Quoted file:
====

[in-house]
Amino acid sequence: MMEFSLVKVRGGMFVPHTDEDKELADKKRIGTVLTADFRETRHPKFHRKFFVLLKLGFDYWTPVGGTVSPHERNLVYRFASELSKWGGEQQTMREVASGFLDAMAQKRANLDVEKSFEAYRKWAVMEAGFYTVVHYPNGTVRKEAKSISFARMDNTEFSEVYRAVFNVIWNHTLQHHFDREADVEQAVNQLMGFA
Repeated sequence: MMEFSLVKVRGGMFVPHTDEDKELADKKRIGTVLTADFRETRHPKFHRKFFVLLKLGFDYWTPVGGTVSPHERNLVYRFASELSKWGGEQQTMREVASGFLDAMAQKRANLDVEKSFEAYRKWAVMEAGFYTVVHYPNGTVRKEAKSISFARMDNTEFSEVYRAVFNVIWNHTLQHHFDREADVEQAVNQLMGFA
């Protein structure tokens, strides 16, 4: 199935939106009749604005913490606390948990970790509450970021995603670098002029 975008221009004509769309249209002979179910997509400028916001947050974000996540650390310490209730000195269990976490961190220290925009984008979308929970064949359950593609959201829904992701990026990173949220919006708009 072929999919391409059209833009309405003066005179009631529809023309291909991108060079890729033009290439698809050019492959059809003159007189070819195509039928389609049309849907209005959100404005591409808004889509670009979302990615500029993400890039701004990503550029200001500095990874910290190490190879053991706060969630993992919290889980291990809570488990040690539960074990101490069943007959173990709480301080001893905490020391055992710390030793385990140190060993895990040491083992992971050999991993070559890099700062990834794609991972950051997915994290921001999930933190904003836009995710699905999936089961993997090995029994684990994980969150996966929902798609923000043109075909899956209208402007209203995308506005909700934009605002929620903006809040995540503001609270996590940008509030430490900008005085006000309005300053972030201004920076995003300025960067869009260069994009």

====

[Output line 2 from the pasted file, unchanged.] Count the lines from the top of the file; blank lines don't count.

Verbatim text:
Amino acid sequence: MMEFSLVKVRGGMFVPHTDEDKELADKKRIGTVLTADFRETRHPKFHRKFFVLLKLGFDYWTPVGGTVSPHERNLVYRFASELSKWGGEQQTMREVASGFLDAMAQKRANLDVEKSFEAYRKWAVMEAGFYTVVHYPNGTVRKEAKSISFARMDNTEFSEVYRAVFNVIWNHTLQHHFDREADVEQAVNQLMGFA